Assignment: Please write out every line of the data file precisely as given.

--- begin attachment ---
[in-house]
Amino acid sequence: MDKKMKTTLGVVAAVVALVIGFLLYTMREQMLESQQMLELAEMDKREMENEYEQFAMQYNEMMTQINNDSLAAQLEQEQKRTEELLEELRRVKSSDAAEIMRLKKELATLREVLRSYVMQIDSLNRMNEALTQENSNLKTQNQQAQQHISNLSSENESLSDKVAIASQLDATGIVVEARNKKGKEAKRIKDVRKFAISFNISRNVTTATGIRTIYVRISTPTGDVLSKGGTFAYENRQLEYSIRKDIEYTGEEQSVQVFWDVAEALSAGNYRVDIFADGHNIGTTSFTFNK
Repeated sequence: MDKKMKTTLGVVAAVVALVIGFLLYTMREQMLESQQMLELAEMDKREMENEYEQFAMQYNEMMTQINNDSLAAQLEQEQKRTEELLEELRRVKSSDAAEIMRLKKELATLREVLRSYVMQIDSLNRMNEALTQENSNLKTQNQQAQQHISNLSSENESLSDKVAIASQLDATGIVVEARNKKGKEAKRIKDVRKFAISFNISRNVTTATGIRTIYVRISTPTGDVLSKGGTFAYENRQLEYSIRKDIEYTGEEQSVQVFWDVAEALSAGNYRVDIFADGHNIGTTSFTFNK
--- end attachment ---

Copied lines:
[in-house]
Amino acid sequence: MDKKMKTTLGVVAAVVALVIGFLLYTMREQMLESQQMLELAEMDKREMENEYEQFAMQYNEMMTQINNDSLAAQLEQEQKRTEELLEELRRVKSSDAAEIMRLKKELATLREVLRSYVMQIDSLNRMNEALTQENSNLKTQNQQAQQHISNLSSENESLSDKVAIASQLDATGIVVEARNKKGKEAKRIKDVRKFAISFNISRNVTTATGIRTIYVRISTPTGDVLSKGGTFAYENRQLEYSIRKDIEYTGEEQSVQVFWDVAEALSAGNYRVDIFADGHNIGTTSFTFNK
Repeated sequence: MDKKMKTTLGVVAAVVALVIGFLLYTMREQMLESQQMLELAEMDKREMENEYEQFAMQYNEMMTQINNDSLAAQLEQEQKRTEELLEELRRVKSSDAAEIMRLKKELATLREVLRSYVMQIDSLNRMNEALTQENSNLKTQNQQAQQHISNLSSENESLSDKVAIASQLDATGIVVEARNKKGKEAKRIKDVRKFAISFNISRNVTTATGIRTIYVRISTPTGDVLSKGGTFAYENRQLEYSIRKDIEYTGEEQSVQVFWDVAEALSAGNYRVDIFADGHNIGTTSFTFNK